Upcoming conferences and workshops
From this page you can find detailed info on upcoming conferences and workshops organized by the Department of Philosophy. If you are looking for a past event, click on the appropriate year from the side menu.
Workshop with Adrian Currie "Science & the Deep Past"
Based on his book Rock, Bone and Ruin: An Optimist’s Guide to the Historical Sciences (MIT Press 2018)
Time: 18-21 March 2019
Venue: Jakobi 2-114 (Philosophicum – all seminars and public lectures) and Vanemuise 46 (University of Tartu Natural History Museum), Tartu, Estonia
Target group: students and young scholars of philosophy and natural sciences (incl archaeology)
Credit points and assessment (optional): 3 ECTS, non-differentiated
Maximum number of participants: 25
A limited number of travel bursaries is available for foreign participants.
To obtain credit points, the participant must write an essay of 4-6 pages on some topic of the workshop, to be submitted two weeks after the workshop ends.
More detailed information: The deep past is a surprising place. Enormous glaciers cover the globe, alien creatures roam, and unique cultural traditions thrive. Palaeontologists, geologists and archaeologists (as well as cosmologists, evolutionary biologists and others) attempt to uncover and understand the deep past: events occurring thousands, millions or even billions of years ago. Such a task is challenging: the remnants of the deep past are often scattered and incomplete and the idiosyncrasy and scale of such events stymies experimentation. On the face of it the gold standards of science, good, repeatable data generated through experimental intervention is denied to us. Yet, our knowledge of the deep past progresses at pace: becoming richer, more sophisticated. What explains the success of these sciences in the face of such challenges? Is there anything distinctive about historical sciences compared to other sciences? What do such sciences teach us about the nature of history? Are there lessons to be drawn about knowledge generally from our knowledge of the past?
The course consists of lectures and seminars, and includes practical work and visit to a local museum.
Participants must read through the book underlying the workshop before the beginning of the workshop.
There is no participation fee and there are a limited number of travel bursaries available for graduate students from abroad.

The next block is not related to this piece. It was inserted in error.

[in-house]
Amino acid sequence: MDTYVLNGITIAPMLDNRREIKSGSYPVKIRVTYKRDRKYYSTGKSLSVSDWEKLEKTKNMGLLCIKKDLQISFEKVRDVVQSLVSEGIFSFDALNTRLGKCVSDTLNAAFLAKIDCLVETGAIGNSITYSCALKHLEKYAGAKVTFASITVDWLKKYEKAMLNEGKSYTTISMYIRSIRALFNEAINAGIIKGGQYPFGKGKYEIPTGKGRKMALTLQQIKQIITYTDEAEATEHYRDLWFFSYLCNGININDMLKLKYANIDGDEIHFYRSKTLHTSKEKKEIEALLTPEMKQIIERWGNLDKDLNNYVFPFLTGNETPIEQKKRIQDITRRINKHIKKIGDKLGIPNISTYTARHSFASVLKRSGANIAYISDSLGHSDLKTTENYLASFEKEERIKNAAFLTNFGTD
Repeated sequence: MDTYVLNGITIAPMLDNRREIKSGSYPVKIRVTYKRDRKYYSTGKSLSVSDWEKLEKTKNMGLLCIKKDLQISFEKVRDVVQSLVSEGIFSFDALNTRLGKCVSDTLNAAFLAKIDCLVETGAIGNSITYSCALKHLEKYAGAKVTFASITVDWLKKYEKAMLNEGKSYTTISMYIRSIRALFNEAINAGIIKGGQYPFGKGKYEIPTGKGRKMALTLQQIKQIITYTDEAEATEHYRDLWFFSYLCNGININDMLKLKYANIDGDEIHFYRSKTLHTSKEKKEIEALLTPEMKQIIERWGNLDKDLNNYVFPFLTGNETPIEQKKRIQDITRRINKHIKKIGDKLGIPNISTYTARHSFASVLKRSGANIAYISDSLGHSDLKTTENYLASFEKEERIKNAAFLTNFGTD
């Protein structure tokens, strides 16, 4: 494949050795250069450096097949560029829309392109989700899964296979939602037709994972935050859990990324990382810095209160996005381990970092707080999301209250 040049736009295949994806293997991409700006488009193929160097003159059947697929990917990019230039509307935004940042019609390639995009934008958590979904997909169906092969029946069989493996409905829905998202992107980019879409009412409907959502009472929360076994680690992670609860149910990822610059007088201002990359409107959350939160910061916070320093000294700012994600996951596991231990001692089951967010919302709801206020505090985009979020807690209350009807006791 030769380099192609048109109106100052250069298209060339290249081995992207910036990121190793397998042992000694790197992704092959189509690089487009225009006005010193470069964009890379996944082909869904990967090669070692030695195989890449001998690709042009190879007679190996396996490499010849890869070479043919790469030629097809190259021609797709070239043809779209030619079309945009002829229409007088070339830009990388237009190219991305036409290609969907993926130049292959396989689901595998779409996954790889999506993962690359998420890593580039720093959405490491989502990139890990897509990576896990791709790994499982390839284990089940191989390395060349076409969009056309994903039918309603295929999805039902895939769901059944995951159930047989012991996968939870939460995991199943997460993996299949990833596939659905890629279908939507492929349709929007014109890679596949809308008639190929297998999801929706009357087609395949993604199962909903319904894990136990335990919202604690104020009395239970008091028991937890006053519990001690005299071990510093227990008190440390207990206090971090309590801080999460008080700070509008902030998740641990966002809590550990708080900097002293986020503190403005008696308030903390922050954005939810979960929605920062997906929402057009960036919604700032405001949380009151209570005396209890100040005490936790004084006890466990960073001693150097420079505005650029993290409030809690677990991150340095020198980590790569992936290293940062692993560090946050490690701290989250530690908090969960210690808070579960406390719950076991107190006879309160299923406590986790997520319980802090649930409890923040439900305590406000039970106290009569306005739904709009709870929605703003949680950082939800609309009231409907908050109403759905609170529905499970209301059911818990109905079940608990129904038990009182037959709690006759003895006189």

Adrian Currie is a philosophy lecturer at the University of Exeter. He did his post-doctoral internships in Calgary and Cambridge. His main research interests are in the philosophy of historical sciences, scientific practice, scientific methodologies. His personal website.
Additional information: Ave Mets avemets [ät] ut.ee
This event is supported by the University of Tartu ASTRA Project PER ASPERA (European Regional Development Fund).
From ϕ -science to practical realism: an international conference in honour of Rein Vihalemm (1938-2015)
Aug 13-14 2019 University of Tartu, Tartu, Estonia
Call for Abstracts – New deadline: March 31, 2019
The philosophy of science unit at the University of Tartu, founded in 1992, owes much to Professor Rein Vihalemm (1938–2015). He established research in this disciplinary area and supervised many students who now work in the field. Internationally Vihalemm is known as a founder, and was known as an active member, of the International Society for the Philosophy of Chemistry (ISPC). He edited the volume Estonian Studies in Philosophy of Science in the renowned series Boston Studies in the Philosophy and History of Science (2001). Vihalemm participated in fifteen Congresses of Logic, Methodology and Philosophy of Science and many other conferences. From the 1990s onwards, he published numerous research articles in journals, handbooks and collections of papers by leading publishers such as Oxford University Press, Springer and others.
One of Vihalemm’s major theoretical achievements was the development of the concept of ϕ-science – the theoretical account of the physical sciences that enabled him to explain the differences between various research disciplines and characterise the nature of chemistry as partially a ϕ-science. The concept of ϕ-science captures constructive activities that scientists are engaged in. Vihalemm’s main contribution to the philosophy of science is the programme of practical realism that analyses these activities.
On the 9th of December 2018 Rein Vihalemm would have had his 80th birthday. To celebrate, we invite philosophers of science to a conference on Vihalemm's work in Tartu next summer, Aug 13-14, 2019.